Steam Deck’s Nintendo Switch-like gyro controls could be a game-changer promises Valve

Valve is recommending future Steam Deck developers try out gyro controls for their games.

In a Steam Deck FAQ post, the Half-Life publisher also said that “when combined with the joystick or the trackpad, [gyro controls] are ideal for a large class of games and something many players will want to use.”

Valve went on to explain that gyro controls offer finer precision for gamers who are used to using gamepad inputs; it recommends developers try out this style of input when shipping a game that has players controlling a camera or mouse cursor.


Analysis: A new movement

In recent years there’s been a small, but influential movement towards gyro controls in gaming - specifically in shooters. Console gamers on the Nintendo Switch have particularly found benefits from using gyro controls over the traditional twin thumbsticks, with plenty of games on the console supporting this different style of input like Splatoon, Zelda Breath of the Wild, Apex Legends and Doom Eternal.

Gamers have found that gyro controls offer better precision plus quicker and snappier movements compared to thumbsticks. This style of input is now often heralded as the console alternative to PC’s mouse and keyboard controls. The video below explores how players can benefit from gyroscopic controls.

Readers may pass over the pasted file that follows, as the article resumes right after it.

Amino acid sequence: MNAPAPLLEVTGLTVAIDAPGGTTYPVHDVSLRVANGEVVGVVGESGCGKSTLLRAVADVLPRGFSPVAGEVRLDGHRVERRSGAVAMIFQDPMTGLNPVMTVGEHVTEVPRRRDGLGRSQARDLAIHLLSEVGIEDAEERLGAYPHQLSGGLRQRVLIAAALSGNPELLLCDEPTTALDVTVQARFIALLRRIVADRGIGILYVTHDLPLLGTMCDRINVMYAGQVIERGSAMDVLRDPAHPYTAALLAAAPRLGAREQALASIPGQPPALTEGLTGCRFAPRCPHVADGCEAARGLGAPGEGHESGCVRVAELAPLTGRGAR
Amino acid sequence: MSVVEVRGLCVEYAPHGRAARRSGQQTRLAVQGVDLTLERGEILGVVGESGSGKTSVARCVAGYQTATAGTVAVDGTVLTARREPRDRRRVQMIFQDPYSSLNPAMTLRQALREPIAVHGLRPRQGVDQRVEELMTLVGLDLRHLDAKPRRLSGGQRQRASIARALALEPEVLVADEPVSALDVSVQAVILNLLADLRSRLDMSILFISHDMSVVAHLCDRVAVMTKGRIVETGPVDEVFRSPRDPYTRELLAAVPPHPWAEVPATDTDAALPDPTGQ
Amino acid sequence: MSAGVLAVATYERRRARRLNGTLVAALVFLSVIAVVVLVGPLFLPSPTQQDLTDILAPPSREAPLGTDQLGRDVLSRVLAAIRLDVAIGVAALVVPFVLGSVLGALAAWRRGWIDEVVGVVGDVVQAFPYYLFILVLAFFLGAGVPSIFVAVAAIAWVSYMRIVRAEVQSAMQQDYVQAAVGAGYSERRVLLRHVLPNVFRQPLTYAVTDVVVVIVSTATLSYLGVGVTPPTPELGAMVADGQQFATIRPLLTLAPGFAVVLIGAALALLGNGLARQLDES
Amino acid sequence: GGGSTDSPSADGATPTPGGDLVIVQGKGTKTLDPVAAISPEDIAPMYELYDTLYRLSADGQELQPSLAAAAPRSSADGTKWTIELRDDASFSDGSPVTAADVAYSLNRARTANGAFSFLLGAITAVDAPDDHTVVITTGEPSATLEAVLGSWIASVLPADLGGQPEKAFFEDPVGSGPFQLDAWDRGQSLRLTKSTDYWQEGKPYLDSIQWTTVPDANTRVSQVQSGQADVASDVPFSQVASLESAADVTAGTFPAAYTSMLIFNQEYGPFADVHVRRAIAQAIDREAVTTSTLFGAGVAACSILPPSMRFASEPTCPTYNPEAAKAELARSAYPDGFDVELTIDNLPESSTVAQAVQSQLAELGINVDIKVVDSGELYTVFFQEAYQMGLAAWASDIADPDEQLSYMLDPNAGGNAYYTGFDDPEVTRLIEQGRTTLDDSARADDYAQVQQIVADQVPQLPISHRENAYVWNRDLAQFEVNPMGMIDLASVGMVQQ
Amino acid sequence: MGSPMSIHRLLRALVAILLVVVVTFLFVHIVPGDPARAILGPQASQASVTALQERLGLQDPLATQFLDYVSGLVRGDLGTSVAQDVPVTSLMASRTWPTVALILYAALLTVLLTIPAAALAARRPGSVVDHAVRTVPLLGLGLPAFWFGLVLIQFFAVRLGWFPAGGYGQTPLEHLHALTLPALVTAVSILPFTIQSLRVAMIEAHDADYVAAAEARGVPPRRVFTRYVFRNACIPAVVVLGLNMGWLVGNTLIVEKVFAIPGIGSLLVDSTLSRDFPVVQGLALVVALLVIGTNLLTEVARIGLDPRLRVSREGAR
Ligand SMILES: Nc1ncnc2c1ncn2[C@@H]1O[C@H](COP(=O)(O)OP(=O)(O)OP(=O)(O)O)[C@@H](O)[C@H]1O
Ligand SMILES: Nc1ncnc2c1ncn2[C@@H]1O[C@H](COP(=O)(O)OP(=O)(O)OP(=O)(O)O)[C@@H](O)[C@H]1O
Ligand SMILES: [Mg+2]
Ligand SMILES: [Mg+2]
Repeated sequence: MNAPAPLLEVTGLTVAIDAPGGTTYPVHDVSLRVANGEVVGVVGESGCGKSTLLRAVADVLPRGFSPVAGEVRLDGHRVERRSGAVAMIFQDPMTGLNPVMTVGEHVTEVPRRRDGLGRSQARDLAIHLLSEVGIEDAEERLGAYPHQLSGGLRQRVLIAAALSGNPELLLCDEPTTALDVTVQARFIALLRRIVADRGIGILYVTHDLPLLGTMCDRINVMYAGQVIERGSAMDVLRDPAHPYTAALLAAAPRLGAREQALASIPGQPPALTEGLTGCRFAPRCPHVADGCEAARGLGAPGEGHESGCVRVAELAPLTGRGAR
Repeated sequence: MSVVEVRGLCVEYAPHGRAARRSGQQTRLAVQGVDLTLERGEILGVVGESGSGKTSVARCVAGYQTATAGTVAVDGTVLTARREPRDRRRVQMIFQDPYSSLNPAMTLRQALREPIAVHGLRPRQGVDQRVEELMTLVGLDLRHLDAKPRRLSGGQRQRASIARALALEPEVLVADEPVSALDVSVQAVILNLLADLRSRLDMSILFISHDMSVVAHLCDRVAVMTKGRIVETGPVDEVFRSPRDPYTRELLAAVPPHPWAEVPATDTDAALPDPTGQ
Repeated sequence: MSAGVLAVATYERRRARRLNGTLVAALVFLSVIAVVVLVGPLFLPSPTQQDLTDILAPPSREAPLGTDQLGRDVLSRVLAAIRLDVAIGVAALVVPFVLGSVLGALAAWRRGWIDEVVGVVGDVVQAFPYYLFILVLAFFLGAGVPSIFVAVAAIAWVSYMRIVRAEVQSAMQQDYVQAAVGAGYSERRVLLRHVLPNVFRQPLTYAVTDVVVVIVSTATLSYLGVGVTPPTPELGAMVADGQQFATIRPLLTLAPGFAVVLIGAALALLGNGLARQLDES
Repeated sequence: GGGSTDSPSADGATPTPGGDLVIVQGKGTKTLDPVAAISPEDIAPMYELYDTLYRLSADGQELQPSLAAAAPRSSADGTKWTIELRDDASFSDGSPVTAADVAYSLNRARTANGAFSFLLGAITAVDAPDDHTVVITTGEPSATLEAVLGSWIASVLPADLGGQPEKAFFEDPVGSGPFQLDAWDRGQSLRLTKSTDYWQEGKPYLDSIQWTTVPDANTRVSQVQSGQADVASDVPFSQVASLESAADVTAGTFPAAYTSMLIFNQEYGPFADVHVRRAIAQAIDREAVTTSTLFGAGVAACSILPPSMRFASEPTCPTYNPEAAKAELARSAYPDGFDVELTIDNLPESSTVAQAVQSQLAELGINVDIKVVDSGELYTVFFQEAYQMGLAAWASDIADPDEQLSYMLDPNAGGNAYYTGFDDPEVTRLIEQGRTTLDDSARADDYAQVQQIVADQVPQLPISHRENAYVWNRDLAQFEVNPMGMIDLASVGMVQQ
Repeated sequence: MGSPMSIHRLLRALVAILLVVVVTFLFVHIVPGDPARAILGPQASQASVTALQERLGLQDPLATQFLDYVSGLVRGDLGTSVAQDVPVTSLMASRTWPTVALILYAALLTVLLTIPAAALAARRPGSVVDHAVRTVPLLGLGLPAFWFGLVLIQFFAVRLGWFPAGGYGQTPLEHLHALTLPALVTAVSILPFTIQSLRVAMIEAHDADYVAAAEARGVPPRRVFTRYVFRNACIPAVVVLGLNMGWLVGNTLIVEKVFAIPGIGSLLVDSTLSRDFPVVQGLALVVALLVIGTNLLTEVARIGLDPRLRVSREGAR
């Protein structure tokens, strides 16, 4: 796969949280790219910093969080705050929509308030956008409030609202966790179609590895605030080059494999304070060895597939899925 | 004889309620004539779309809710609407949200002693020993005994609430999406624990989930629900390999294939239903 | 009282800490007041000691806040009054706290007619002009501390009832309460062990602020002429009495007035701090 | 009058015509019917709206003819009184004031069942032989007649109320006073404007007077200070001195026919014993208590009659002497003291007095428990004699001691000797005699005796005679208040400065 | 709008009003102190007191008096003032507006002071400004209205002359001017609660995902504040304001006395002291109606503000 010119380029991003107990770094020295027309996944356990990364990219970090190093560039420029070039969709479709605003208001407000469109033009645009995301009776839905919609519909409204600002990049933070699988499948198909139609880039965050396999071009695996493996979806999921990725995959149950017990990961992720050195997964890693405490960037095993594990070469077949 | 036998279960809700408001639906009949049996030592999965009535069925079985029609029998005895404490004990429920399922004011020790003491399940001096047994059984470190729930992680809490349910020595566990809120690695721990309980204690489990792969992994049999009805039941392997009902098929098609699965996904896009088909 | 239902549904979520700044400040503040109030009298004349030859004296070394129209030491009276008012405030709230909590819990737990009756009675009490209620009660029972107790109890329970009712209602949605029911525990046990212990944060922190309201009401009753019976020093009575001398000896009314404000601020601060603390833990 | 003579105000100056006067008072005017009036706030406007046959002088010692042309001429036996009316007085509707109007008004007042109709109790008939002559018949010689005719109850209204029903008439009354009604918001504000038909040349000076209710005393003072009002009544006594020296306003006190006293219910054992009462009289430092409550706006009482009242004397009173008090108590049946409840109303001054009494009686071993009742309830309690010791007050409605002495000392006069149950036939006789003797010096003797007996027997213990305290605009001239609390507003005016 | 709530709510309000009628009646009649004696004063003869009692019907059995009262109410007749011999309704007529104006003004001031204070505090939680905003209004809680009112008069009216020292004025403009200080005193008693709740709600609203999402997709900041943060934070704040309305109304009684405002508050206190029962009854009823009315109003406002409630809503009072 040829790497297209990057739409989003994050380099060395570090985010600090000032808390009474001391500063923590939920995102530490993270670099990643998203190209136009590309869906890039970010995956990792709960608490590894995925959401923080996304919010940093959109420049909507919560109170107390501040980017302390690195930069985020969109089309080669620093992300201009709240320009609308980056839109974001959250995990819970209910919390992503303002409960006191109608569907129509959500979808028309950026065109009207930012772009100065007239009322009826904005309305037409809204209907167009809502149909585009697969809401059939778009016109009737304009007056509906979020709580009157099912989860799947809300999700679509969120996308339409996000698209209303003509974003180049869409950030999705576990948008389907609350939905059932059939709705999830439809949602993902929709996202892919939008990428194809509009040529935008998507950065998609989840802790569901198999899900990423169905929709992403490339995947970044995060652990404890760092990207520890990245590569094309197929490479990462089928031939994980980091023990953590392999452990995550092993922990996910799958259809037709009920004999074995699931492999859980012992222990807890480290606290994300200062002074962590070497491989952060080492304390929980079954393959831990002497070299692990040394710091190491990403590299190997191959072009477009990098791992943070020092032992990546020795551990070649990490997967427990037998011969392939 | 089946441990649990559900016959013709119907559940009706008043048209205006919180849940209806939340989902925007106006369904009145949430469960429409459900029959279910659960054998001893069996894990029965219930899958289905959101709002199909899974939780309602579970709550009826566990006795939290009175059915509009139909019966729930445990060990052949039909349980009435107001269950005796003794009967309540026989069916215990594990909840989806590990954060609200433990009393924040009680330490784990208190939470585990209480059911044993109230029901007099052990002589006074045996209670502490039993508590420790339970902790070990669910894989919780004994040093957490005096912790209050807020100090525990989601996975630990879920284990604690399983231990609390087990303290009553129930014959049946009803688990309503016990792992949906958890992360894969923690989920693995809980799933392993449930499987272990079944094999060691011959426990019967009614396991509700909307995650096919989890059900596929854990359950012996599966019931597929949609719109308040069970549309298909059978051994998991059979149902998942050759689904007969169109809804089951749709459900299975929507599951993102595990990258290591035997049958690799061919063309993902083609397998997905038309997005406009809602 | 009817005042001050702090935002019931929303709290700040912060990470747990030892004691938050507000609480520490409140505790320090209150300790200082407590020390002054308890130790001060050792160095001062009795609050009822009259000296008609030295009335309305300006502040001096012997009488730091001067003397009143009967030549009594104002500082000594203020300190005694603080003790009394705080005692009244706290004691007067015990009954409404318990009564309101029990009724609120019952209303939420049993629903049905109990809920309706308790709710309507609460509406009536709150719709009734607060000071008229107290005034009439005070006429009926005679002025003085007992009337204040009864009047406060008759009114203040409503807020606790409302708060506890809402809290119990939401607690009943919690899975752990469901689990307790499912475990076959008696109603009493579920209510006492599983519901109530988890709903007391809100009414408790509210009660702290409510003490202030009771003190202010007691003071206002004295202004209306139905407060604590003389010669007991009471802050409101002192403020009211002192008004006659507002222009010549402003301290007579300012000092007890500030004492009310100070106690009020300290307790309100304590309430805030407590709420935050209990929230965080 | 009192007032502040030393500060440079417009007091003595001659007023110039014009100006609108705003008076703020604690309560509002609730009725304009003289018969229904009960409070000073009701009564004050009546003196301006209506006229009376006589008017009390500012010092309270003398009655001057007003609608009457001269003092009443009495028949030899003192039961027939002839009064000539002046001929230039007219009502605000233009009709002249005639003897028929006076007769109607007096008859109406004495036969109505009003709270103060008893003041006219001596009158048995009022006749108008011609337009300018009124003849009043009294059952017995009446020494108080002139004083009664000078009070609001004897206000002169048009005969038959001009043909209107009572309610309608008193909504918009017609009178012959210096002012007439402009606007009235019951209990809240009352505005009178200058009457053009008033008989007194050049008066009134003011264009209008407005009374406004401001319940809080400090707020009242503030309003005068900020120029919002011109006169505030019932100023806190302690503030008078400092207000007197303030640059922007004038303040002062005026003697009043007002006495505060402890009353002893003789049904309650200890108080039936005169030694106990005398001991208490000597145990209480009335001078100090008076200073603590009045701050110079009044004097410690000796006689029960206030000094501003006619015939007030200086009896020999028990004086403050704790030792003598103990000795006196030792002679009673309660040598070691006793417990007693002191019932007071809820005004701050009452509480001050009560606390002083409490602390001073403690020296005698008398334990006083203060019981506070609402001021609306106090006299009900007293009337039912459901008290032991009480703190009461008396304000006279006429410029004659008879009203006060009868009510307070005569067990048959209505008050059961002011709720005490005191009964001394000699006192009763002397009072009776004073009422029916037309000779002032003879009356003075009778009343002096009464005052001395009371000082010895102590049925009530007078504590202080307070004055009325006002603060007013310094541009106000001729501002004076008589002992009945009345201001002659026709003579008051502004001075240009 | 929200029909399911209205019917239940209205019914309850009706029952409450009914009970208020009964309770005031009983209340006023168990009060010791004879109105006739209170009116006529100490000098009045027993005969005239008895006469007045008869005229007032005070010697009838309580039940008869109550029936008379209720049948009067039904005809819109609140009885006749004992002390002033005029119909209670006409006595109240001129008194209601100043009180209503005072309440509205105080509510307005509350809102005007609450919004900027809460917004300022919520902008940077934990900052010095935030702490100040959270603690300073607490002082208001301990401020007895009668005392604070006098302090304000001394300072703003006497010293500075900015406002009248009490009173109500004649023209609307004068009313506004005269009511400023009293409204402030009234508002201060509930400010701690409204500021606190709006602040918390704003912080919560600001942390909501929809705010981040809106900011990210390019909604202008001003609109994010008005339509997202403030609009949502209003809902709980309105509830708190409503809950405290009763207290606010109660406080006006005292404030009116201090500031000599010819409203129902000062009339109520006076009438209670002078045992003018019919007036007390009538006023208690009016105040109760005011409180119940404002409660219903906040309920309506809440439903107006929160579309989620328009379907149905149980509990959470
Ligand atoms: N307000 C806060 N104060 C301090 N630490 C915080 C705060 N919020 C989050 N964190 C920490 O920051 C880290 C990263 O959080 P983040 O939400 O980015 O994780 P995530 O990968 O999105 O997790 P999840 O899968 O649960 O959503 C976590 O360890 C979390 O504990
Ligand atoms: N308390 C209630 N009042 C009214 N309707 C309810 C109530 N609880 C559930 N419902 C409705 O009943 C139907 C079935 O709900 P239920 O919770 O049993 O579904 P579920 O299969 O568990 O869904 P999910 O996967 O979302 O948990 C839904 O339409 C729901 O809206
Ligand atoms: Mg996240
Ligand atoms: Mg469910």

As more gamers are finding success using gyro controls in games, they’ve been requesting their favorite game developers support the style of input. Just last year, due to a barrage of requests, Naughty Dog added gyro aiming to its critically acclaimed game The Last of Us Part II. And again we saw gamers finding their aim drastically improved over thumbsticks.

It seems as if Valve is making the right move encouraging developers to use gyro controls in their games - it could see a migration of gamers from the Nintendo Switch to the Steam Deck due to a large adoption of gyro controls.

But, we’ll have to wait until February, when the first Steam Deck devices start arriving, to see how many games support the different style of input.

 Via GamesRadar

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